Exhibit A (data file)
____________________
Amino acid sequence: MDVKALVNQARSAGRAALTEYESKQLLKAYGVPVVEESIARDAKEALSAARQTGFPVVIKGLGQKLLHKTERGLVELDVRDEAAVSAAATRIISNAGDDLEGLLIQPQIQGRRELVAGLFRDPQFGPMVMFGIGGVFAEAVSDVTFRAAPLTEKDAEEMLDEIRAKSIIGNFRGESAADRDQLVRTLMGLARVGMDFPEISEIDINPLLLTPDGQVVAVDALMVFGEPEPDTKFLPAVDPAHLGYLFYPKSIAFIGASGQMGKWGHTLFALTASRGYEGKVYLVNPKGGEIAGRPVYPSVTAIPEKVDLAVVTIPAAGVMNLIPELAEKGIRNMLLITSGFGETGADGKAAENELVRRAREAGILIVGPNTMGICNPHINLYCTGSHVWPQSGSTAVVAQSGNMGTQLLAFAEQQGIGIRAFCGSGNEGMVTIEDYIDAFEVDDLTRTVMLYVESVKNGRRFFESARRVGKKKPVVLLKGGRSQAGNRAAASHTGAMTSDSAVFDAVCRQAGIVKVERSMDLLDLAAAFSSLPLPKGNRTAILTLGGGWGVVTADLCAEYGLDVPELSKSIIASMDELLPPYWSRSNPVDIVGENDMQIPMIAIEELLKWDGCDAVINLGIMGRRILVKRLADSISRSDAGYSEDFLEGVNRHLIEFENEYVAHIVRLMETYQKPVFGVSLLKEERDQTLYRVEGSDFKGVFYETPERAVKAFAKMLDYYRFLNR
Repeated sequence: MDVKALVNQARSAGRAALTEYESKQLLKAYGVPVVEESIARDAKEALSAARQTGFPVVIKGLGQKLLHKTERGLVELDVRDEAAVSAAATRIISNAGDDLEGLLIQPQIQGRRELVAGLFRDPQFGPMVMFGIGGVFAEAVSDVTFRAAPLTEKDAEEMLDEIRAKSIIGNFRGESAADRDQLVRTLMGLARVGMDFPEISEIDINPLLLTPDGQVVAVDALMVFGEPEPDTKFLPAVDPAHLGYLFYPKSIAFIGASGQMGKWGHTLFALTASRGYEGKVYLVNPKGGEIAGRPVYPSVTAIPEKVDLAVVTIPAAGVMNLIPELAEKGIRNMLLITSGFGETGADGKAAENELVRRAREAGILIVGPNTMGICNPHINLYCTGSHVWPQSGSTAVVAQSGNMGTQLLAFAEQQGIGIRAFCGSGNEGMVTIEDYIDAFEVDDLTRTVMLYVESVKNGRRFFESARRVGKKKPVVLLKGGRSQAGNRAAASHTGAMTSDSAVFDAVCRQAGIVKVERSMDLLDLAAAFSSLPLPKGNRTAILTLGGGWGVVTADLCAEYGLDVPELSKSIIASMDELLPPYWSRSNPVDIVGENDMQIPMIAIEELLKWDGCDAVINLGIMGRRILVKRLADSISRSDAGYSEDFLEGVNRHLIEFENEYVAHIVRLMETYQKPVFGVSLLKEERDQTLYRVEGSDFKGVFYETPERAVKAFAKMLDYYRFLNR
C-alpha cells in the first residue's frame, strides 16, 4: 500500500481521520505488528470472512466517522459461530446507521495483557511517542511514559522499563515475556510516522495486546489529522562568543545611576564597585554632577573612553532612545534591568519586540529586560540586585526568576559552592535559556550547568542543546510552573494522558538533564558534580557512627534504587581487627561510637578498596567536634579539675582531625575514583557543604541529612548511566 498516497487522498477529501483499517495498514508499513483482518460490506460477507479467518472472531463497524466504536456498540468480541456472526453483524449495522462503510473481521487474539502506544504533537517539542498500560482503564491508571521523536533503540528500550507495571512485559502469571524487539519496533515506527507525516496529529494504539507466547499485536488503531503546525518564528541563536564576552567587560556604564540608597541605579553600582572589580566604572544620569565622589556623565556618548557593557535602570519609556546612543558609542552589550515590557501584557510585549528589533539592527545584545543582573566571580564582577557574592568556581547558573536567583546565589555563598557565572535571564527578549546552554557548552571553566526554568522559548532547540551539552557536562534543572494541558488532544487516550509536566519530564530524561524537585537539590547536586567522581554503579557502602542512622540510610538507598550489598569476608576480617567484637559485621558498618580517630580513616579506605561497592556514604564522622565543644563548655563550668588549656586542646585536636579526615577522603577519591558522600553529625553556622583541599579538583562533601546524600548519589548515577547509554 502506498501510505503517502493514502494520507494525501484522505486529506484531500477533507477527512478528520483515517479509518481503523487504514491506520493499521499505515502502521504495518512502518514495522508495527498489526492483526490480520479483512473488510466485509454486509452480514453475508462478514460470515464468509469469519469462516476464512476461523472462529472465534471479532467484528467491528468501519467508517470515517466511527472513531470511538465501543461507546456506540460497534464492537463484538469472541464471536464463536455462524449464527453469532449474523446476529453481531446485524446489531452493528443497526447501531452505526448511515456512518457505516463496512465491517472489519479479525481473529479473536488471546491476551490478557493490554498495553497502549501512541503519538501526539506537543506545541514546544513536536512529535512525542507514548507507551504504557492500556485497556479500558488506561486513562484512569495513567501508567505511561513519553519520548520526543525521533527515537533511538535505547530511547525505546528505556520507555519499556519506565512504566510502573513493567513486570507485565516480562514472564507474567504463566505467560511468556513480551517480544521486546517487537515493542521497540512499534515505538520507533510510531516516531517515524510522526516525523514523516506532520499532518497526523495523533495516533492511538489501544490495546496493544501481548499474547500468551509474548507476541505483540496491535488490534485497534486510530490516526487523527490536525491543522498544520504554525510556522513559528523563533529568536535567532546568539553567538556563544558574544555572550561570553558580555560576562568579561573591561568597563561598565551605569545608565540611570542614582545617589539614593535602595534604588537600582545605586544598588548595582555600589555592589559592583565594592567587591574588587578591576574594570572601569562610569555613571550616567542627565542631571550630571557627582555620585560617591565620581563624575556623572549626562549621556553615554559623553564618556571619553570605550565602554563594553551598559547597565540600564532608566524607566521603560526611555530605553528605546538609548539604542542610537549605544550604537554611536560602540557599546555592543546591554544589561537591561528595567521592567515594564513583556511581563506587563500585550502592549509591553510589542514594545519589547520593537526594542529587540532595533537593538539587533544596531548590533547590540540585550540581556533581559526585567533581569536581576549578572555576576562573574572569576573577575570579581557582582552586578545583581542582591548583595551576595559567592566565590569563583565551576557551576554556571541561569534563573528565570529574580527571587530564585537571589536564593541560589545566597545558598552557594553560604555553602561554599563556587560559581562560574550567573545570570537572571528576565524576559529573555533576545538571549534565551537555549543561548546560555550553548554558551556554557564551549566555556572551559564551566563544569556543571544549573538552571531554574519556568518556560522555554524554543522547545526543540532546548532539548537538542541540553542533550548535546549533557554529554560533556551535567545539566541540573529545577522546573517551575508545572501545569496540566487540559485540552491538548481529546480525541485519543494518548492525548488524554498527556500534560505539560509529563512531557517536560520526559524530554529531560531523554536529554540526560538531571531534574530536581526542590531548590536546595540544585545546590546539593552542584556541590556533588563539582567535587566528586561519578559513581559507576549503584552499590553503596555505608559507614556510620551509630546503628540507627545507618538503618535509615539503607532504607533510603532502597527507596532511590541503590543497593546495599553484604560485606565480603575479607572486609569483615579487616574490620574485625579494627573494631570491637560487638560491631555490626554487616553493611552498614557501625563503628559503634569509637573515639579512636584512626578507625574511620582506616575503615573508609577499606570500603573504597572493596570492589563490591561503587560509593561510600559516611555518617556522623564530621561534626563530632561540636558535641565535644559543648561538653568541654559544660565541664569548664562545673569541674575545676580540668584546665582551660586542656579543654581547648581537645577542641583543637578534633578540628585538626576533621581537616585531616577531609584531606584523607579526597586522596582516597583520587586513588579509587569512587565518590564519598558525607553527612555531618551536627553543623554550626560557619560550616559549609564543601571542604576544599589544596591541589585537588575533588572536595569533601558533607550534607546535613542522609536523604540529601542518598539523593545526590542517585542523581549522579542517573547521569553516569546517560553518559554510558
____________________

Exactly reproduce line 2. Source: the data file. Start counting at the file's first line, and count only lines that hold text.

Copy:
Repeated sequence: MDVKALVNQARSAGRAALTEYESKQLLKAYGVPVVEESIARDAKEALSAARQTGFPVVIKGLGQKLLHKTERGLVELDVRDEAAVSAAATRIISNAGDDLEGLLIQPQIQGRRELVAGLFRDPQFGPMVMFGIGGVFAEAVSDVTFRAAPLTEKDAEEMLDEIRAKSIIGNFRGESAADRDQLVRTLMGLARVGMDFPEISEIDINPLLLTPDGQVVAVDALMVFGEPEPDTKFLPAVDPAHLGYLFYPKSIAFIGASGQMGKWGHTLFALTASRGYEGKVYLVNPKGGEIAGRPVYPSVTAIPEKVDLAVVTIPAAGVMNLIPELAEKGIRNMLLITSGFGETGADGKAAENELVRRAREAGILIVGPNTMGICNPHINLYCTGSHVWPQSGSTAVVAQSGNMGTQLLAFAEQQGIGIRAFCGSGNEGMVTIEDYIDAFEVDDLTRTVMLYVESVKNGRRFFESARRVGKKKPVVLLKGGRSQAGNRAAASHTGAMTSDSAVFDAVCRQAGIVKVERSMDLLDLAAAFSSLPLPKGNRTAILTLGGGWGVVTADLCAEYGLDVPELSKSIIASMDELLPPYWSRSNPVDIVGENDMQIPMIAIEELLKWDGCDAVINLGIMGRRILVKRLADSISRSDAGYSEDFLEGVNRHLIEFENEYVAHIVRLMETYQKPVFGVSLLKEERDQTLYRVEGSDFKGVFYETPERAVKAFAKMLDYYRFLNR